sank after them into the watery

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abyss. The sinking boats have been
haunting him ever since and they
have become part of his art. His
gouaches of boats are world-fa-
mous. There are happy boats and
sad boats, optimistic boats and
boats that seem to be sailing no-
where. And yet the quality of his
work is such that it creates a bond
between the painting and the view-
er that cannot easily be sundered.
In 1955, he participated in a
UNESCO course-conducted by
the renowned Prof. Theodor Or-
selli, director of the Ravenna
Academy of Arts-on the resto-
ration of ancient mosaics. This
influenced the development of
modern mosaics in Israel and se-
cured for Blum the reputation as
one of his country's leading prac-
titioner of the mosaic art form.
His mosaics and restorations can
be viewed in many of Israel's
public buildings.

Blum is an experimenter, always
searching, testing new forms, new
media, new means for self-expres-
sion and creativity through art. He
wants to lead in what he hopes
will become an artistic movement
in this field. For Motke Blum is
not just another painter of pic-
tures. He is a total artist who does
credit to his homeland and to the
art world.

Habimah to Fight for End
to Censors' Ban on Play by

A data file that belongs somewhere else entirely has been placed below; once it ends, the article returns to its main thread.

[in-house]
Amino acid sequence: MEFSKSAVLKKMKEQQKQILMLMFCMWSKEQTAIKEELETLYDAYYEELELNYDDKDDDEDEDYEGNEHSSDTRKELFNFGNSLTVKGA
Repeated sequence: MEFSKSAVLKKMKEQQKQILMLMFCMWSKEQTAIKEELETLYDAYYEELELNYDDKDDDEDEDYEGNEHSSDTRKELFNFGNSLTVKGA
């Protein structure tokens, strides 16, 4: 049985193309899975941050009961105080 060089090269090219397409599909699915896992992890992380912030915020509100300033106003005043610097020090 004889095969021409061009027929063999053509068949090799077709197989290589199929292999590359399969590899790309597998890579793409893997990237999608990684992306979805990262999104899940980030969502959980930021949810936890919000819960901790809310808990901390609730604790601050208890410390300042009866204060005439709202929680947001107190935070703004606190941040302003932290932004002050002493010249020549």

Accused Collaborator

Bonn Ambassador's Criticism Causes `Awkward Feeling'

(Direct JTA Teletype Wire
to The Jewish News)

JERUSALEM - Dr. Rolf Pauls,
the West German ambassador to
Israel, left Tuesday for a seven-
week home leave for consultations
with the Bonn Foreign Ministry
over recent developments causing
new difficulties in relations be-
tween the two countries. Asher
Ben-Nathan, Israel's ambassador to
West Germany, arrived here Tues-
day for a similar home leave and
consultations.
What observers termed an "awk-
ward feeling" in those relations
reached a new peak because of a
speech by Dr. Pauls last week at
the Tel Aviv Fair in which he
criticized Israel for its recent
statement of support for the Oder
Neisse Line as the permanent
boundary between Germany and
postwar Poland. The issue is a
sensitive one in Bonn.
Dr. Pauls also said that Israel
had failed to recognize its "debt